The two-piece skid assembly is sectioned between the gas turbine and the generator compartments, and is designed for convenient transport.
The LM6000s feature redundant, oversized fans to provide filtered ventilation air for the turbine and generator compartment. This multi-stage filtering and conditioning system has provisions for a heater, chiller or evaporator cooler to avoid custom engineering. Finished filter modules are supported atop the main turbine-generator package with no additional foundations required.
The Brush air-cooled generators are designed to accommodate full gas turbine power output over the full ambient air temperature range, and are fully rated to accommodate future ratings increases. The gas turbines are controlled by Woodward Governor’s NetCon 5000 and GE Mark IV Millennium controls. Benefits of this control system include: remote-mounted I/O to reduce interconnect wiring; engine monitoring with integrated fuel control and sequencing; high-speed digital processing with integrated data logging/trending capability; and operator-friendly interface with on-line self-diagnostics.
The NYPA is spending an additional $5 million per LM6000 to ensure the PowerNow! plants are environmentally-friendly. Equipment will include a water injection system that, combined with selective catalytic reduction systems, will guarantee emissions levels of 2.5 ppm NOx and 5 ppm CO.
According to Zeltmann, “This voluntary offset program will ensure that the project will not cause any net increase, no matter how small, in air pollutants in New York City.”
The NYPA will also use information gathered from extensive evaluation studies to reduce noise levels so that there will be no significant impact on ambient levels at the plants.
The NYPA is combining the PowerNow! programme with other conservation and clean energy initiatives. For instance during the summer of 2000, the NYPA instituted the Peak Load Management Incentive Program with larger government and business customers in New York City. Participating customers were paid for every kilowatt of demand that was cut on high-demand days. A total of 16 800 kWh was saved on each of the four days the plan was implemented. The Authority plans to institute the programme again during the summer of 2001.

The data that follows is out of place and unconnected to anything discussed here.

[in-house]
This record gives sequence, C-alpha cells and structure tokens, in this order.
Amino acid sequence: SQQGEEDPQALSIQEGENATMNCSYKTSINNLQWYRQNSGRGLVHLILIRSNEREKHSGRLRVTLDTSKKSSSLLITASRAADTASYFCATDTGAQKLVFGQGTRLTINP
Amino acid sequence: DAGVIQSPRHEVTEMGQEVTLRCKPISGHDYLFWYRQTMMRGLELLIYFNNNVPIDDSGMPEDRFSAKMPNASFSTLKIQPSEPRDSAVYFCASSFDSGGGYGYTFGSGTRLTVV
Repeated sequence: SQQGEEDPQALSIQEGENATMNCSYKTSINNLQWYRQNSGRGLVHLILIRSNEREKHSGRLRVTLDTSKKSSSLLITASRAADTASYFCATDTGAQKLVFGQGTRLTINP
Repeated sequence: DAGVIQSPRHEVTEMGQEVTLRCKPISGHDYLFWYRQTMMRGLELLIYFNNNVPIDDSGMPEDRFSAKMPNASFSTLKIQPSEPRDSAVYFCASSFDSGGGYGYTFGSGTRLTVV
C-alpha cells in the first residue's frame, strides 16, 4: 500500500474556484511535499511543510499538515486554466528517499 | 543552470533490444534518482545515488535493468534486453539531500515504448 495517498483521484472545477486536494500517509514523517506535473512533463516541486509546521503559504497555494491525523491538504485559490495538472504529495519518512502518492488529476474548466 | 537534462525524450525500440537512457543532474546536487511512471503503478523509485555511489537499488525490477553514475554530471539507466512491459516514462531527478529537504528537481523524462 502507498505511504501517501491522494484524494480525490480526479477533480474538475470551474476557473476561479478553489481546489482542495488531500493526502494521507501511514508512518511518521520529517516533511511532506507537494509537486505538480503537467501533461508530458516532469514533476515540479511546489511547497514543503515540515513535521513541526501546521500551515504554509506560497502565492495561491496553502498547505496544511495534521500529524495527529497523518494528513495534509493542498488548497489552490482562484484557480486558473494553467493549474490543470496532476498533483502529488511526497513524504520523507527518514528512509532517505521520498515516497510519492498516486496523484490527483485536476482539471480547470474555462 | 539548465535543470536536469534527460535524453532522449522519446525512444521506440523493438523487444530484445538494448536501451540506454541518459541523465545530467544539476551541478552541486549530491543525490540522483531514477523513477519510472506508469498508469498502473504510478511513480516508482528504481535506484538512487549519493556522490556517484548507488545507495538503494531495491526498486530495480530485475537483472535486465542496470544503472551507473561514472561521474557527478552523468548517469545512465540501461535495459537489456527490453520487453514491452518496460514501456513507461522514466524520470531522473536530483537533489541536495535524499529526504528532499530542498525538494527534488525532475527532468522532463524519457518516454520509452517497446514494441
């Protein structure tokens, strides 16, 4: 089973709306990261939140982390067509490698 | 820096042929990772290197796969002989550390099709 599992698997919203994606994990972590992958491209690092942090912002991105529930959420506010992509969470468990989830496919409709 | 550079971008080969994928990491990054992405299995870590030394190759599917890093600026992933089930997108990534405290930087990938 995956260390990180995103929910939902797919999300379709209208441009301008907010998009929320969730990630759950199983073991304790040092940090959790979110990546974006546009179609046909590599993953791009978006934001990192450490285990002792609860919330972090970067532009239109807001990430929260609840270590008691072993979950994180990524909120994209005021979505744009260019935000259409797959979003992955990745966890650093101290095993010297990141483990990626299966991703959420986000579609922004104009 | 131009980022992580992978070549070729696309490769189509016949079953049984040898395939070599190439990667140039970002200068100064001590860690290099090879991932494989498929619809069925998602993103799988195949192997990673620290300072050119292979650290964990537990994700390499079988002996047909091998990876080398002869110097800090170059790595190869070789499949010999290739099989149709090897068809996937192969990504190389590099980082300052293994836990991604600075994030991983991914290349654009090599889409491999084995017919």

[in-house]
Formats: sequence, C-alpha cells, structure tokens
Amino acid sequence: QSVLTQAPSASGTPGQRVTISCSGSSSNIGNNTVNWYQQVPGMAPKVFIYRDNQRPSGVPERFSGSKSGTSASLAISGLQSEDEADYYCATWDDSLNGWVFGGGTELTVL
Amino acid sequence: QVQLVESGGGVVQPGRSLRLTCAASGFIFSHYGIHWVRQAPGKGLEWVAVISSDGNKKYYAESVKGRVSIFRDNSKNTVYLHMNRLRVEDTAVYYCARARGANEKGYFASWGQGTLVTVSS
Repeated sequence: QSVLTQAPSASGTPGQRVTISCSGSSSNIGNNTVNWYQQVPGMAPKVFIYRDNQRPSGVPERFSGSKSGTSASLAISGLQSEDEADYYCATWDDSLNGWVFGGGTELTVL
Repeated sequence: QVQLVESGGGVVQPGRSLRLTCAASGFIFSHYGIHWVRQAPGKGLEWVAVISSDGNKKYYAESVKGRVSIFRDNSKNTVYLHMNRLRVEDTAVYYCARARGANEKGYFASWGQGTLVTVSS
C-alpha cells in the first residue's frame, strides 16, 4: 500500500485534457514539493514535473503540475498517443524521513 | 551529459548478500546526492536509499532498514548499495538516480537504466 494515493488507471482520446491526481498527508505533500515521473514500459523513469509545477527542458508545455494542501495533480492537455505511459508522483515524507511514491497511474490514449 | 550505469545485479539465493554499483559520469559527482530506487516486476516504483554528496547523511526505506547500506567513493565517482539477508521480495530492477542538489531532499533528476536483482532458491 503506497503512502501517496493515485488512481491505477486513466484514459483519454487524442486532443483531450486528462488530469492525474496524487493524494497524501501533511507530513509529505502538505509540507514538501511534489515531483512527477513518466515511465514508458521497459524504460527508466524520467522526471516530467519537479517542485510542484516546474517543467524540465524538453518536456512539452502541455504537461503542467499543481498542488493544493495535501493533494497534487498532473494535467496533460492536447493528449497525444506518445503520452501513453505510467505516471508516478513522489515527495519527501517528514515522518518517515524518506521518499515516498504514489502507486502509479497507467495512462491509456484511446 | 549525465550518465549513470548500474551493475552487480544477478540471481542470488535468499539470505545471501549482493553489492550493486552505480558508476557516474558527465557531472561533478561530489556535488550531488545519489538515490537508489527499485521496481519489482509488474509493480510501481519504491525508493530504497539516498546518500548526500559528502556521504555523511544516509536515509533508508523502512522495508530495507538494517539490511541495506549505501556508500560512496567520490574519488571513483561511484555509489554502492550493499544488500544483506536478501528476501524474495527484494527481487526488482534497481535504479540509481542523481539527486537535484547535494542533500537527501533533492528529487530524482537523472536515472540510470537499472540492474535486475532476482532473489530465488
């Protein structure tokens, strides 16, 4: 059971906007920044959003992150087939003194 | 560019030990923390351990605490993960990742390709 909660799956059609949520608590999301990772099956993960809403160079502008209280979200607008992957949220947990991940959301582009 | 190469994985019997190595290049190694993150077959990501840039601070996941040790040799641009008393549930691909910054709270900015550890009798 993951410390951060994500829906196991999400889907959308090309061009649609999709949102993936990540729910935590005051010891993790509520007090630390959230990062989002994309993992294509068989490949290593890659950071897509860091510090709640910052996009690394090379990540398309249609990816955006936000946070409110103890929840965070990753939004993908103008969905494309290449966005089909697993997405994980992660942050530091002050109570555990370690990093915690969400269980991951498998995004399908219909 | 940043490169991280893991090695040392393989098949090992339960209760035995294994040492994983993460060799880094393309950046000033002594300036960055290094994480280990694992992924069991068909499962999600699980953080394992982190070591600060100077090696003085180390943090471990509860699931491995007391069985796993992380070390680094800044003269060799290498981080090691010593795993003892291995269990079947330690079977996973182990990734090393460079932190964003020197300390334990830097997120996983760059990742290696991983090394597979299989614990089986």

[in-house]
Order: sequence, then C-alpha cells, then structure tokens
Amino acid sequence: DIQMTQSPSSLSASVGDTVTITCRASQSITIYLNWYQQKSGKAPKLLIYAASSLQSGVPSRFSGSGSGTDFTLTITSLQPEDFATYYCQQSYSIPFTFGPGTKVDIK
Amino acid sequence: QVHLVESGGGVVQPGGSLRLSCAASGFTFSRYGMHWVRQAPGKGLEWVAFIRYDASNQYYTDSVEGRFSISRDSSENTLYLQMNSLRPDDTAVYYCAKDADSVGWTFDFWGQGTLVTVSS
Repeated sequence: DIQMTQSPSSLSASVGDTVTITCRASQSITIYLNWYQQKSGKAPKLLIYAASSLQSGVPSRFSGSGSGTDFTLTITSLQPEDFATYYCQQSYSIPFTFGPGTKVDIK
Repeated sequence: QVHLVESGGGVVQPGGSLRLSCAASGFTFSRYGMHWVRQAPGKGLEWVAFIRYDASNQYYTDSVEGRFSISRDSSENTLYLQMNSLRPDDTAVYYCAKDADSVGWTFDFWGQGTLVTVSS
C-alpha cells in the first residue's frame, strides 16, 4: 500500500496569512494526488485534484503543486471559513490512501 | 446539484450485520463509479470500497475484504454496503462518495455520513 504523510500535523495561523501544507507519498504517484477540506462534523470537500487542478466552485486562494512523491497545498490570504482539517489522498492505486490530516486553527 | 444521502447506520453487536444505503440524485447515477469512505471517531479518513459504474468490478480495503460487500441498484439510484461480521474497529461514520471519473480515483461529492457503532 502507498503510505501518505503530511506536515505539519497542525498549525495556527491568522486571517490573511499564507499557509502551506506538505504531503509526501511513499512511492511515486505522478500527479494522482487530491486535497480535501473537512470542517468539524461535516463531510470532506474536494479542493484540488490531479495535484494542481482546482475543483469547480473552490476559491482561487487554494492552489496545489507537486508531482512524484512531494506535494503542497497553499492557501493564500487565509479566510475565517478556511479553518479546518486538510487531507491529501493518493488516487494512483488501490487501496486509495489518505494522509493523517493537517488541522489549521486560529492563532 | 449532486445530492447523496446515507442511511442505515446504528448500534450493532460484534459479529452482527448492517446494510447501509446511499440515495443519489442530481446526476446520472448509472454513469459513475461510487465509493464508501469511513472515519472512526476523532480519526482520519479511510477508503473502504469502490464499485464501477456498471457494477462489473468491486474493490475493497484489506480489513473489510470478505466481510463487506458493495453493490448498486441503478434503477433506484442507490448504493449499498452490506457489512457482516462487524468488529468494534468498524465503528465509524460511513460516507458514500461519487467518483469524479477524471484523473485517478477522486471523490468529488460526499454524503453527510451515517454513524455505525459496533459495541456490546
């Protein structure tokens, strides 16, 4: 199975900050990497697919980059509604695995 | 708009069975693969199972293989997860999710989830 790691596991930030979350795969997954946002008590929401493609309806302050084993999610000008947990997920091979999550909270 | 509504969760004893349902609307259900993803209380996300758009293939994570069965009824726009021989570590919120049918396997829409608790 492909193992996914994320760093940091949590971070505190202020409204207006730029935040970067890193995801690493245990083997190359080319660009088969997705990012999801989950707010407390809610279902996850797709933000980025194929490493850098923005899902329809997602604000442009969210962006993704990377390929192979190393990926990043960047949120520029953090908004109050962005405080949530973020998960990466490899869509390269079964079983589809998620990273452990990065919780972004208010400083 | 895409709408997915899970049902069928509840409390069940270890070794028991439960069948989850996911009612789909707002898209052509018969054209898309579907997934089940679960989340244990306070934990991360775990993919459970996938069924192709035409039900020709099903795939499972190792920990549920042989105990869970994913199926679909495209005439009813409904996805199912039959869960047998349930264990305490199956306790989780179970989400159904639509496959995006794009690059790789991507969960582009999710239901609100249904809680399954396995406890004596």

The Authority is also pursuing several clean energy initiatives including:
• Fuel cells such as those installed to power a New York City Police
Department Precinct in Central Park.
• Solar power projects similar to the rooftop photovoltaics constructed on the Gun Hill Bus Depot in the Bronx.
• High-efficiency refrigerators like those installed at 180 000 public housing apartments throughout metropolitan New York.
On the demand side, the NYPA says its energy savings initiatives protect 144 000 New York City jobs and save New York City government customers and taxpayers about $250 million per year. Energy efficient lighting for government facilities improves illumination but also saves taxpayers nearly $34 million a year in electricity charges. The electricity saved, says NYPA, is enough to serve about 65 000 residents or provide about half of the electricity needs of Staten Island. These savings eliminated the need to build two additional small turbine units in New York City. NYPA also reports that it has replaced coal-fired furnaces at 78 New York schools, adopted energy-efficient traffic signals and introduced non-polluting electric vehicles to government agencies.
The hope is that all these efforts, in conjunction with the PowerNow! programme on the supply side, will alleviate potential power shortages in New York during the 2001 summer peak.